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House dust mite Dermatophagoides pteronyssinus. Wikipedia creative commons: Gilles San Martin from Namur, Belgium / CC BY-SA

Summary

Host specificity must be differed from generalism. Known host-parasite specializations include a complexity of strategies. And even different kinds of hosts must be named, such as main host, side-host, intermediate host or dead-end host. Evolutionary steps such as host increase, host change or temporary hosts can appear. Parasitism and mutualism differ from each other as life-strategies, but share common features as association between different organisms: host specificity follows similar rules, an indication that both life-modes can evolve out of each other. The human globalization sometimes supports the spreading of parasites or their hosts over the world, host changes or host increases can thus be performed including organisms, which would under normal conditions get no contact to each other.

Viruses do not represent living organisms, but protein lumps with a genome and depend on living host cells for their reproduction and „survival“. like in living organisms, also viruses underlay the mechanisms of natural selection and evolution. Viral parasite – host – relationships show general similarities with features in living organisms, including options for a host change or host increase, the use of intermediate hosts or a kind of mutualism (passenger viruses).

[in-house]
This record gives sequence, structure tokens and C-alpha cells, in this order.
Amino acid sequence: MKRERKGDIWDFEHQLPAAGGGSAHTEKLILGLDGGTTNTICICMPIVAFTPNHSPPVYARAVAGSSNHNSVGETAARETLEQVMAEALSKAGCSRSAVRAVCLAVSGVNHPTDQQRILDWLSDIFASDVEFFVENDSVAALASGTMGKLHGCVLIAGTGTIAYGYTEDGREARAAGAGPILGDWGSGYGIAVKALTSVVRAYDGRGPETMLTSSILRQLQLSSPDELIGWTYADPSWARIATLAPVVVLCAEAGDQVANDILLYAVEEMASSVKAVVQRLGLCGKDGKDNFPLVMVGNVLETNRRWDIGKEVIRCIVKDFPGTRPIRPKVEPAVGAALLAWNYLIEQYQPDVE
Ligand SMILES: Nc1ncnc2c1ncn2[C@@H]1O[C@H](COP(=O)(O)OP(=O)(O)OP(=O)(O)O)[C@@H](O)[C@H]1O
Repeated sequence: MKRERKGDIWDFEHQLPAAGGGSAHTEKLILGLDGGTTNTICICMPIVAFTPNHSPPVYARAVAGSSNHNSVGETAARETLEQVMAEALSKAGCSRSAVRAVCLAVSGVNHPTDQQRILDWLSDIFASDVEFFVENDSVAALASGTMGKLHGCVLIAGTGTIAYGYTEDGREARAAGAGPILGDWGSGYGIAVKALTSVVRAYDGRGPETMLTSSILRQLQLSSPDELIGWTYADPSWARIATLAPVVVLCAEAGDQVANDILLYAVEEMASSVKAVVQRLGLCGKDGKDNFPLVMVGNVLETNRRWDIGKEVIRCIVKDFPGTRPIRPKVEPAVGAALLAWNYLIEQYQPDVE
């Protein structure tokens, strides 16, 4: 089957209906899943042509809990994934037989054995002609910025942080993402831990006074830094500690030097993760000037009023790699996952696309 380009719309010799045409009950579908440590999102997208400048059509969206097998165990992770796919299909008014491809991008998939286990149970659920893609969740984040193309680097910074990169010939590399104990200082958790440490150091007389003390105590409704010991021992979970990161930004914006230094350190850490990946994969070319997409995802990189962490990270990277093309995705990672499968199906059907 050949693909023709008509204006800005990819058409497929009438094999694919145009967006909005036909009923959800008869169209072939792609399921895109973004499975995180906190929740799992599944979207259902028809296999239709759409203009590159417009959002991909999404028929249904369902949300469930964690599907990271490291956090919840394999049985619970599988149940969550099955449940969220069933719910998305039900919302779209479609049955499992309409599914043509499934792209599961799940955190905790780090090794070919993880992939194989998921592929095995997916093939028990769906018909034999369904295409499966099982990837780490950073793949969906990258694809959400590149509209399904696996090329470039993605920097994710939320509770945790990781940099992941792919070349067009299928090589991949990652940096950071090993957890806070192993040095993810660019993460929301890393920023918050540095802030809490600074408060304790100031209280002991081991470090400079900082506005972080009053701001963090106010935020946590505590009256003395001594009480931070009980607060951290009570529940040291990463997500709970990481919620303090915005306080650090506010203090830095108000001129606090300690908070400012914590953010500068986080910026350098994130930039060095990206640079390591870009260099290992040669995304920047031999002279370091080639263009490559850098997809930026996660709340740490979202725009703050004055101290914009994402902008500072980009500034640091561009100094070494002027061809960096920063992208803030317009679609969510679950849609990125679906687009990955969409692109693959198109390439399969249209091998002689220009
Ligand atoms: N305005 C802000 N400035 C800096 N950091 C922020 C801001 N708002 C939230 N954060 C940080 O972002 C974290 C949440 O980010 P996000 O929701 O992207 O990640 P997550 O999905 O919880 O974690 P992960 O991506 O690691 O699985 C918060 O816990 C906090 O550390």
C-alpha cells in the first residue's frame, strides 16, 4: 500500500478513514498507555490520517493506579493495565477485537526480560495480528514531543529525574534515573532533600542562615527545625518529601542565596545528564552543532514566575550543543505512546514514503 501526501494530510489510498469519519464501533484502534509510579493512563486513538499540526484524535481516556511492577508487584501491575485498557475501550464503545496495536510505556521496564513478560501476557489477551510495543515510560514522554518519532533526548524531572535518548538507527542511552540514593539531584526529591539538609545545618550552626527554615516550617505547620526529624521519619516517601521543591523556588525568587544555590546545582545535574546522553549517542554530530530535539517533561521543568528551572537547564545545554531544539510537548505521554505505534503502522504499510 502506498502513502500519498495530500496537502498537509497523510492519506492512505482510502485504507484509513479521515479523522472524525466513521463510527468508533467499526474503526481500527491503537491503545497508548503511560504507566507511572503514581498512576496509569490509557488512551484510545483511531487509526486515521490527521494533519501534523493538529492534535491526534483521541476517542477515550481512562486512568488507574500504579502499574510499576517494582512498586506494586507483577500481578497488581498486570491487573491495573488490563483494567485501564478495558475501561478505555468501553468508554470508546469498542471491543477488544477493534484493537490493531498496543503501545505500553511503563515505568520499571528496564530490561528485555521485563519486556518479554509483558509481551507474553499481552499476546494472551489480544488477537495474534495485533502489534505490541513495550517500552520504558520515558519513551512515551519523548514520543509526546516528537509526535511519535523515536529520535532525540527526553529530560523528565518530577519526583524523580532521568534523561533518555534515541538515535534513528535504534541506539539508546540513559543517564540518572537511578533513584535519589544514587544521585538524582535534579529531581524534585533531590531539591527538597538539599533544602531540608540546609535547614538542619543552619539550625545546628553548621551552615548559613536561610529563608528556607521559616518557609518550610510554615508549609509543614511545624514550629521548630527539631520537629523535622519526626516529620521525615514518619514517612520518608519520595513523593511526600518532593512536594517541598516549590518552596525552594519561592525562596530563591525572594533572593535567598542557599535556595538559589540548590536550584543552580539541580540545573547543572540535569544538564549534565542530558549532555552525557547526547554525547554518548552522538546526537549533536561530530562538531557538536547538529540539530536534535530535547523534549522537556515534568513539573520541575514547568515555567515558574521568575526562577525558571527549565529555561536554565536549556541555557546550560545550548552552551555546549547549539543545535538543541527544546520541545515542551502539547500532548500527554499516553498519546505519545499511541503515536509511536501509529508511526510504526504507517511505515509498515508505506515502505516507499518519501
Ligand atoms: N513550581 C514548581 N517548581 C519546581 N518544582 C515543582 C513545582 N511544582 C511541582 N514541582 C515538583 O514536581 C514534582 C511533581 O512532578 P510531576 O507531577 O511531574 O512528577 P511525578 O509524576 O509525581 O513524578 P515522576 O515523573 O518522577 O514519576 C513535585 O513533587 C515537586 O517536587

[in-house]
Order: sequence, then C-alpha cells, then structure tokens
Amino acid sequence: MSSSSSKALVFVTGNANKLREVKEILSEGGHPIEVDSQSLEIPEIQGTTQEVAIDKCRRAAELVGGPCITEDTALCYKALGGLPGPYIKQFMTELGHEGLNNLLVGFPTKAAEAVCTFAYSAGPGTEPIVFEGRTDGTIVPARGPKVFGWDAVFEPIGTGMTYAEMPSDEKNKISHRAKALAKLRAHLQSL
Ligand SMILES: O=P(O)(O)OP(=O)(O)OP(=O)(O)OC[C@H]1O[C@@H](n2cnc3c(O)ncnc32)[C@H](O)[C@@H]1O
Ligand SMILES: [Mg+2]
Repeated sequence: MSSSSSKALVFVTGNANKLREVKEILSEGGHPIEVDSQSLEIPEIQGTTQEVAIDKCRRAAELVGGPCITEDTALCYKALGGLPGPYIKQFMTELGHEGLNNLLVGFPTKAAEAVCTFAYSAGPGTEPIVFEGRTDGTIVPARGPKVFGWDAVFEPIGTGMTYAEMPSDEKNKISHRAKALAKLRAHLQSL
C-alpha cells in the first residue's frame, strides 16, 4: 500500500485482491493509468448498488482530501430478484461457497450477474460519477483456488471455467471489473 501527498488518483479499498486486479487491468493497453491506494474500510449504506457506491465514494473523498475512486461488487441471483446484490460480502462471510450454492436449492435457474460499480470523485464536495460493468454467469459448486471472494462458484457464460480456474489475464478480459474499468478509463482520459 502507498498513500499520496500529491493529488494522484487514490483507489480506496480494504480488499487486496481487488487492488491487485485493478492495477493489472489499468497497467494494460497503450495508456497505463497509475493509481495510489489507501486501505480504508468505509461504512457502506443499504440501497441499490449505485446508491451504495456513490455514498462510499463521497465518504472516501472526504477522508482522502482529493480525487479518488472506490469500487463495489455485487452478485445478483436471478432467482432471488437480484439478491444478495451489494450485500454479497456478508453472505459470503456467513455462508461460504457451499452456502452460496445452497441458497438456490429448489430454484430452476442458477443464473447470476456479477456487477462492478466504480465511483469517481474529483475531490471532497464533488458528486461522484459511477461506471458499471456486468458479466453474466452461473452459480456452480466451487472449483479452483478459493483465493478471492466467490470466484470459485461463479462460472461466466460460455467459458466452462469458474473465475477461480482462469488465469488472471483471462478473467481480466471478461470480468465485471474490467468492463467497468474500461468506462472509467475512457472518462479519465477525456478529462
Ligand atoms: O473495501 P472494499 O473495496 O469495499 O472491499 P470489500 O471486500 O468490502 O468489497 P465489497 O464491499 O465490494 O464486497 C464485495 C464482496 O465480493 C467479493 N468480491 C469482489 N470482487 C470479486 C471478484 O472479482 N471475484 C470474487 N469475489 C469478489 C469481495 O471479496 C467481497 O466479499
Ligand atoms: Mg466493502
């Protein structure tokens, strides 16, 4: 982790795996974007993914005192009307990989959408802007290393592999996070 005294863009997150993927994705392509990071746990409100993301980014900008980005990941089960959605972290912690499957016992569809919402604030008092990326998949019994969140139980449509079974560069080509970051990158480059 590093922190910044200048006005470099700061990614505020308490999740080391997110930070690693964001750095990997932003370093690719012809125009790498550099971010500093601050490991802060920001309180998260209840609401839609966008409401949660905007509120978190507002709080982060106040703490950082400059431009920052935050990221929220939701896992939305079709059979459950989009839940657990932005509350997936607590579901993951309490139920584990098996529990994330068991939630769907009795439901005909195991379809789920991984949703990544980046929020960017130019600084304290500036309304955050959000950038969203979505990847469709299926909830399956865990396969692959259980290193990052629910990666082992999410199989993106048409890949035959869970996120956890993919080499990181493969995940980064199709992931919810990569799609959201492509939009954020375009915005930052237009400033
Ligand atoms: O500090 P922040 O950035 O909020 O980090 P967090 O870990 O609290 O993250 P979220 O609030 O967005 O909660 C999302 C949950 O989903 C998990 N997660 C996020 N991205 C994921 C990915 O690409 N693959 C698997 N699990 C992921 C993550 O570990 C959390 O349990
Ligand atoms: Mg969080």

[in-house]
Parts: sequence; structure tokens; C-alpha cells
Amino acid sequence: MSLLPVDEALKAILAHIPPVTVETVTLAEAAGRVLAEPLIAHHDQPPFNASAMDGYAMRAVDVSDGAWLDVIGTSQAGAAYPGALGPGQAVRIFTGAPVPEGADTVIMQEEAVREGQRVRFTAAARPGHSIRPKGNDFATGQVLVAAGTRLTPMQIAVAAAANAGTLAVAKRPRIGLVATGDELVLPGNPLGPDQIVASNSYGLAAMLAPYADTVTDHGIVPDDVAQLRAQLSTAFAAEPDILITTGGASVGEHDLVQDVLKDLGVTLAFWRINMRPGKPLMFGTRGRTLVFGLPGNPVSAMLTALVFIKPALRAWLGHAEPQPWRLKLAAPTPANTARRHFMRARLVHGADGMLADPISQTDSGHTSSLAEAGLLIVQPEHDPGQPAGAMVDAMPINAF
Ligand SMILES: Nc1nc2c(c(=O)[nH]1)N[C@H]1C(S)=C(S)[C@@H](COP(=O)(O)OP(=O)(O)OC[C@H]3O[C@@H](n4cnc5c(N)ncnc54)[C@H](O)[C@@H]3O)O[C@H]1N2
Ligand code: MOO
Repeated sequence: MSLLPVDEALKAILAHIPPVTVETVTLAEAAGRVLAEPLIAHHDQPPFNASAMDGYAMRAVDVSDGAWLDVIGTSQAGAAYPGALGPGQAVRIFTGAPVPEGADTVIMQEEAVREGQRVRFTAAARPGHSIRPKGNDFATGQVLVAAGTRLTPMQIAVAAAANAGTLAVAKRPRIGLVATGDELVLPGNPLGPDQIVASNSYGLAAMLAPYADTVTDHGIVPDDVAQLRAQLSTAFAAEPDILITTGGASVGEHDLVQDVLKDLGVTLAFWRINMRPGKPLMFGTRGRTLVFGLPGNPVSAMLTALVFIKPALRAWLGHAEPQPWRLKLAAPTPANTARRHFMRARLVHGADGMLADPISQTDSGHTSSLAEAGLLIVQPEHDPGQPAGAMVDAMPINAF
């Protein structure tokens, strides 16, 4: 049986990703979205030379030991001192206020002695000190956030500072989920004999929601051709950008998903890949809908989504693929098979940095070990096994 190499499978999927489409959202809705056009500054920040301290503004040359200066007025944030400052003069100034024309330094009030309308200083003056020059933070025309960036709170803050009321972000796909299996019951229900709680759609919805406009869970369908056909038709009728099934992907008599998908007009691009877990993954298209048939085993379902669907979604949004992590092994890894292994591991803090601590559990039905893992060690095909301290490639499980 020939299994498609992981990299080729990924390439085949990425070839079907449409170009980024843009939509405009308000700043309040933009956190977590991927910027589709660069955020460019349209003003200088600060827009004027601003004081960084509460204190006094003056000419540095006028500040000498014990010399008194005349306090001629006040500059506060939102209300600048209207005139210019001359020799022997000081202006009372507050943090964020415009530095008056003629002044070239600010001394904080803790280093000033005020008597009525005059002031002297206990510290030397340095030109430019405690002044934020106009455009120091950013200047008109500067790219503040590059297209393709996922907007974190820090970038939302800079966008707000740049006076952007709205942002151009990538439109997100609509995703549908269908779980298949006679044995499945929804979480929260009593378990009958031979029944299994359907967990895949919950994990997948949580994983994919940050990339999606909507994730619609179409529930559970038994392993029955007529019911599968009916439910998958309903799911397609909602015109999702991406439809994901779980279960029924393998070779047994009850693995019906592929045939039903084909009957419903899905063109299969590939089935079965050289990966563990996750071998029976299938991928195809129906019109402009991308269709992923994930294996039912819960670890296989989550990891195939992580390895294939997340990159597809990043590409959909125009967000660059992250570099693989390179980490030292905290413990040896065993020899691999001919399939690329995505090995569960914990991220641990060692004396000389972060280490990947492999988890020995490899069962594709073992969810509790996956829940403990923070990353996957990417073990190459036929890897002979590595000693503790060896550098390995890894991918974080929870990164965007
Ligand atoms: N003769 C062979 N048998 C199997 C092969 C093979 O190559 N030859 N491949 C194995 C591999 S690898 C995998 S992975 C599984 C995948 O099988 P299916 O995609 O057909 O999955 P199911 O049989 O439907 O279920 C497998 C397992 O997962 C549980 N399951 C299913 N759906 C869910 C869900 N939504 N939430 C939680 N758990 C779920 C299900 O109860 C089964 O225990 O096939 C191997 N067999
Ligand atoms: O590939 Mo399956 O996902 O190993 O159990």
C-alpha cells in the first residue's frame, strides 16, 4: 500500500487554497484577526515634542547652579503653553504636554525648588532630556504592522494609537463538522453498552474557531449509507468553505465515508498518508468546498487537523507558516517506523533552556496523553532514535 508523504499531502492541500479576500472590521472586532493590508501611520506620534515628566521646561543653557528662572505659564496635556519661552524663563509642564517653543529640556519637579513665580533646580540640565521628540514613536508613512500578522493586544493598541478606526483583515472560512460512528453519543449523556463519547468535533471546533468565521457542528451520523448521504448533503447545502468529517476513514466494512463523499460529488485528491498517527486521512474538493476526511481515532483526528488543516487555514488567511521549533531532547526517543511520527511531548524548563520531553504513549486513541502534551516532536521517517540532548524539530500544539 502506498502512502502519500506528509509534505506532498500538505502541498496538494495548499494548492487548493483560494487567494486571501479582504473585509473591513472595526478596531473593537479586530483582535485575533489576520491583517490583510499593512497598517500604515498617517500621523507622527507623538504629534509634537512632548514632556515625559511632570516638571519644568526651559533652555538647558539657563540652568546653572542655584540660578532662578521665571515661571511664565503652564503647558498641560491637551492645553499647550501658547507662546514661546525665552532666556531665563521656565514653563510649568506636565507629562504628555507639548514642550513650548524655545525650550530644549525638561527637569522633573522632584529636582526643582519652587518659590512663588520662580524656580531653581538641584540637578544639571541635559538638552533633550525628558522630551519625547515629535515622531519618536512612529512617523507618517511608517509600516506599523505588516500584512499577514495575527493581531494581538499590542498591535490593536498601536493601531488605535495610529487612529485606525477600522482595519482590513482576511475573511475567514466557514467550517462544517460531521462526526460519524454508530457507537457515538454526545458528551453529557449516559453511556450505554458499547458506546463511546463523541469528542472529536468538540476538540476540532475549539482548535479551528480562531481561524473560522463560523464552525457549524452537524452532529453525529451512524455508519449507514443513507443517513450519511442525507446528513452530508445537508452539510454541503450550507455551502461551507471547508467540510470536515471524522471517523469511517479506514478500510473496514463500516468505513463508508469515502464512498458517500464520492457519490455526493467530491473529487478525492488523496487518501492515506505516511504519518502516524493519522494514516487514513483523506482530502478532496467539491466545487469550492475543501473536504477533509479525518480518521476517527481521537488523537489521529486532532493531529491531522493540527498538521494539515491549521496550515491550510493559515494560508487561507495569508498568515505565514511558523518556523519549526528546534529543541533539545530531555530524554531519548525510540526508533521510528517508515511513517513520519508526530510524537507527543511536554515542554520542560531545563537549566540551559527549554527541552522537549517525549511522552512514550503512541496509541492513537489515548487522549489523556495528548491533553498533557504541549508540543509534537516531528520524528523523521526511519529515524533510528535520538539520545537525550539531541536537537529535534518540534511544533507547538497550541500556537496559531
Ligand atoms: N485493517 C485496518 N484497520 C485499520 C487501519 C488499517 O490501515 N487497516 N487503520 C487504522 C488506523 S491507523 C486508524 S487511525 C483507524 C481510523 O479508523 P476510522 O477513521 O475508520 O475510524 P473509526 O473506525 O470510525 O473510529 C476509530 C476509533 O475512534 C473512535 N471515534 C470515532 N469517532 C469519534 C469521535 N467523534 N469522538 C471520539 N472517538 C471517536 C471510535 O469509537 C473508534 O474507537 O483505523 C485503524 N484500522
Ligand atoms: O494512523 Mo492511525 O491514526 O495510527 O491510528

There is evidence that the main host reservoir of SARS-CoV-2 are Chiroptera, while pangolins (and other mammals) might represent intermediate hosts. Humans are either dead-end hosts (preferred by most authors) or result of a successful host increase. Researchers could not yet decide, whether features to infest humans in a pandemic context evolved prior to the transfer to humans inside animal main host populations or whether a harmless version changed to humans and in their populations evolved its pandemic potential. A major drive motor for a long-term successful relationship with bats is the unusual immune system in chiropterans.

Copyrights Dr. Stefan F. Wirth (phd), all rights reserved, excluding photos labeled as creative common content from Wikipedia sources. Berlin, 2 April 2020

References:

J. R. H. Andrew’s (1983): the origin and evolution of host associations of Sarcoptes scabiei and the subfamily Sarcoptinae Murray. Acarologia XXIV, fasc. 1.